This Week's Sci-Fi Worthy Parasite: Cotesia glomerata

Parasitic wasps are always an easy target as sci-fi parasites. After all, they were the main inspiration behind the film "Alien" - clearly they're 'sci-fi worthy'. They all do terrible, mean things to their hosts while they eat them alive from the inside out. And, simply, they're just really, really awesome parasites.

This week's wasp, however, is even more special: it's about to be featured in an upcoming National Geographic Channel event called In The Womb: Extreme Animals. Don't worry - I'll give you the down and dirty details on that soon (it premiers on May 10th, just for a head's up). In the meantime, you get to see really awesome images (and video!) of this week's lovely parasitic wasp from the upcoming show.

These parasitic wasps are actually invasive, having been brought to North America in 1883 as a form of biocontrol of the cabbageworm which was an agricultural pest at the time. Soon after, they were introduced all over the world. Like almost all biocontrol efforts, the introduction of these parasitic wasps has had side effects on native species. Empirical studies suggest that Cotesia glomerata is at least partially, if not wholly responsible for the collapse of mustard white butterfly (Pieris napi) populations in Massachusetts 1. In the Canary Islands, the wasps have been singled out as a major threat to native butterfly populations by DNA evidence 2.

Cotesia glomerata (also called Apanteles glomerata), like many other parasitic wasps, targets catterpillars to host its hungry little wasps-to-be. When it finds a suitable host, it injects its eggs directly into the body cavity of the unfortunate butterfly larvae by stabbing its egg-laying, needle-like appendage called an "ovipositor" directly through the catterpillar's skin. Inside the host, the eggs hatch and begin feeding on the inner organs to become fully grown.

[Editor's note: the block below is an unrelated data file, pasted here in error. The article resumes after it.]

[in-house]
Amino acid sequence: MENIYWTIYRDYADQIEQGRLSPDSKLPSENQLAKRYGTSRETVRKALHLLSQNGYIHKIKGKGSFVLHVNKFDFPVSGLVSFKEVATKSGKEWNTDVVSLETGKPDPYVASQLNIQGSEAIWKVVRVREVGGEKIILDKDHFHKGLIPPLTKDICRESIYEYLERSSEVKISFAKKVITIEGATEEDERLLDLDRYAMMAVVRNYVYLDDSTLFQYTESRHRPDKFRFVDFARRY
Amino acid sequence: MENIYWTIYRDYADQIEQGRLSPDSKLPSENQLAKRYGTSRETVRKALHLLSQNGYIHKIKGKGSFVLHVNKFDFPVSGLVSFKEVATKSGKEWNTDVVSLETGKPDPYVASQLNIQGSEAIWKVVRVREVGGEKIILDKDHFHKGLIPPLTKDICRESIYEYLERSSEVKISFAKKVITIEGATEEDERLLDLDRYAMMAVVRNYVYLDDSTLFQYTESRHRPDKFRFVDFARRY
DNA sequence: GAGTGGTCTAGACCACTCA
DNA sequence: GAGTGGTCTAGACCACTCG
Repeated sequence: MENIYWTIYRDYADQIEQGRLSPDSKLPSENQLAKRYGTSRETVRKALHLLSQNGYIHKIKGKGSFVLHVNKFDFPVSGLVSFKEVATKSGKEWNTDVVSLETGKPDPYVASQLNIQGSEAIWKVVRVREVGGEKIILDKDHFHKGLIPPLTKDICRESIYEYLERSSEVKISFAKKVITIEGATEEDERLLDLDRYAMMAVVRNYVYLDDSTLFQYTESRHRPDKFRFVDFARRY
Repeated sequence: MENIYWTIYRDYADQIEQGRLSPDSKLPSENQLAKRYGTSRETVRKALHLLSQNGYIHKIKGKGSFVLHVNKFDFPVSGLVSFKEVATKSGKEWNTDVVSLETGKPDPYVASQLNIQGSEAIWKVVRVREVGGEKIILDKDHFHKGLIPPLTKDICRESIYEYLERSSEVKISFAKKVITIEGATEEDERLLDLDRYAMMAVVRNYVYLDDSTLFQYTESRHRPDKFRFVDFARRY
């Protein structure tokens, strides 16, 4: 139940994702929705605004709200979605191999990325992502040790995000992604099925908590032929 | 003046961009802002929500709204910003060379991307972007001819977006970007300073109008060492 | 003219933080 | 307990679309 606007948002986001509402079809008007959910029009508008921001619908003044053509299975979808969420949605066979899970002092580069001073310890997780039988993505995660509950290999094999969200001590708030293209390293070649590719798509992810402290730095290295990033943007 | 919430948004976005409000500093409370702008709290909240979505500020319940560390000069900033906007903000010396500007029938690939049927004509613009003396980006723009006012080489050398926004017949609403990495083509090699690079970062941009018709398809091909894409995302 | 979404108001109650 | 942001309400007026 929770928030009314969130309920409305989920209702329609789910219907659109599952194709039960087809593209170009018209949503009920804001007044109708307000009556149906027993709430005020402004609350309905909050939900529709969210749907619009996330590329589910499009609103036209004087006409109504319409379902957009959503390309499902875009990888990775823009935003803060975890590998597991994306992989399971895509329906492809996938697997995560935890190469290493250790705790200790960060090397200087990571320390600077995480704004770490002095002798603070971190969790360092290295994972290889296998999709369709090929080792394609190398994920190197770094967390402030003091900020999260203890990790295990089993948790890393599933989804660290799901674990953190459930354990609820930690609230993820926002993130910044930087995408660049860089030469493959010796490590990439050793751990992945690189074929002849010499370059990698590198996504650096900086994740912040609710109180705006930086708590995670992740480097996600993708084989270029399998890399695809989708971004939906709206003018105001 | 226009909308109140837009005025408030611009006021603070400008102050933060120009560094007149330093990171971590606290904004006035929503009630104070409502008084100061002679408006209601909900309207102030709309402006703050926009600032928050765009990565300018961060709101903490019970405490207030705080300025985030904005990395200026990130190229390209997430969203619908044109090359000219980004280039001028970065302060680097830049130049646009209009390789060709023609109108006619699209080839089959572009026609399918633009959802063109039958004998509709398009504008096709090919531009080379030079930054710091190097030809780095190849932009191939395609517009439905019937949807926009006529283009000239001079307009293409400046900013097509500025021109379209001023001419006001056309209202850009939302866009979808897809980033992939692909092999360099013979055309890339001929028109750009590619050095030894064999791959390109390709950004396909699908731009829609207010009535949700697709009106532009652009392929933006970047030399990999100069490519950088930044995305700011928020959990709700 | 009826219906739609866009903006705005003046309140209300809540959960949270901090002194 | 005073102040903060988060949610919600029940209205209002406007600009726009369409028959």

Cotesia glomerata larvae inside a caterpillarWhat's fascinating about Cotesia glomerata (and its closest relatives) is that to protect their young from the catterpillar's immune system, they coat the eggs in a virus which disables the caterpillar's immune system and chemically castrates the unlucky bug. The DNA for the virus particles are integrated into the wasps genome, which, scientifically speaking, is an incredible evolutionary adaptation. We only recently discovered that the genetic material to create these protective viruses came from a viral infection in the wasp over 100 million years ago 3. Without the virus to protect them, the larvae would be attacked by the catterpillar's internal defenses and die.

The larvae, which eat the catterpillar from the inside out, target the organs in such an order that the catterpillar lives as long as possible. Once they've had their fill, they exit the catterpillar and pupate, forming their cocoons so they transform into adult wasps. But the poor little catterpillar's job isn't over yet. Before it dies, it spins a web of silk to protect the little babies that just ate its internal organs, and acts like a bodyguard, vehemently defending the metamorphosizing wasps until they emerge. Only then does it get the sweet release of death. Here's a clip from the upcoming Nat Geo special detailing the emergence of the young wasps:

C'mon. Tell me that's not one of the coolest things you've ever seen.

Well, I don't believe you. It's frickin' awesome! Parasites just rock, don't you think? "Degenerates" my butt...

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The wasp pupae need an active defense from what exactly? Predators - or other parasites?